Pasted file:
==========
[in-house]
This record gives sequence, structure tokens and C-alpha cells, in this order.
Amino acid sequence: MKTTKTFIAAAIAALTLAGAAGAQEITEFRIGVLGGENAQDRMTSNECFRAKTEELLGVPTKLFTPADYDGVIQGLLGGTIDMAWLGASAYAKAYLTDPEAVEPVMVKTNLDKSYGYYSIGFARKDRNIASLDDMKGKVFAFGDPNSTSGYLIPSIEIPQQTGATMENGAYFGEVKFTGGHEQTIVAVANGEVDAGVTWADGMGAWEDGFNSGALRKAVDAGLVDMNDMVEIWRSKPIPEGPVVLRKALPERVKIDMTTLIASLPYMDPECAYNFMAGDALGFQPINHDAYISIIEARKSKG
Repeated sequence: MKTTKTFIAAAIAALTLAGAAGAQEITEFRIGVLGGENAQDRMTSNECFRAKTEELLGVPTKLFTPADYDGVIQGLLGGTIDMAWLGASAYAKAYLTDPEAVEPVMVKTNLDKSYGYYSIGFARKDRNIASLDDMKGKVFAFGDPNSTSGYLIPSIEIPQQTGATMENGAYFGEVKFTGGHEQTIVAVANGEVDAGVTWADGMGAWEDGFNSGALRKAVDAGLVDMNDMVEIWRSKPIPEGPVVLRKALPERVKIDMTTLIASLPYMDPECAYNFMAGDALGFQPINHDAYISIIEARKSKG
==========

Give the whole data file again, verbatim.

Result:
[in-house]
This record gives sequence, structure tokens and C-alpha cells, in this order.
Amino acid sequence: MKTTKTFIAAAIAALTLAGAAGAQEITEFRIGVLGGENAQDRMTSNECFRAKTEELLGVPTKLFTPADYDGVIQGLLGGTIDMAWLGASAYAKAYLTDPEAVEPVMVKTNLDKSYGYYSIGFARKDRNIASLDDMKGKVFAFGDPNSTSGYLIPSIEIPQQTGATMENGAYFGEVKFTGGHEQTIVAVANGEVDAGVTWADGMGAWEDGFNSGALRKAVDAGLVDMNDMVEIWRSKPIPEGPVVLRKALPERVKIDMTTLIASLPYMDPECAYNFMAGDALGFQPINHDAYISIIEARKSKG
Repeated sequence: MKTTKTFIAAAIAALTLAGAAGAQEITEFRIGVLGGENAQDRMTSNECFRAKTEELLGVPTKLFTPADYDGVIQGLLGGTIDMAWLGASAYAKAYLTDPEAVEPVMVKTNLDKSYGYYSIGFARKDRNIASLDDMKGKVFAFGDPNSTSGYLIPSIEIPQQTGATMENGAYFGEVKFTGGHEQTIVAVANGEVDAGVTWADGMGAWEDGFNSGALRKAVDAGLVDMNDMVEIWRSKPIPEGPVVLRKALPERVKIDMTTLIASLPYMDPECAYNFMAGDALGFQPINHDAYISIIEARKSKG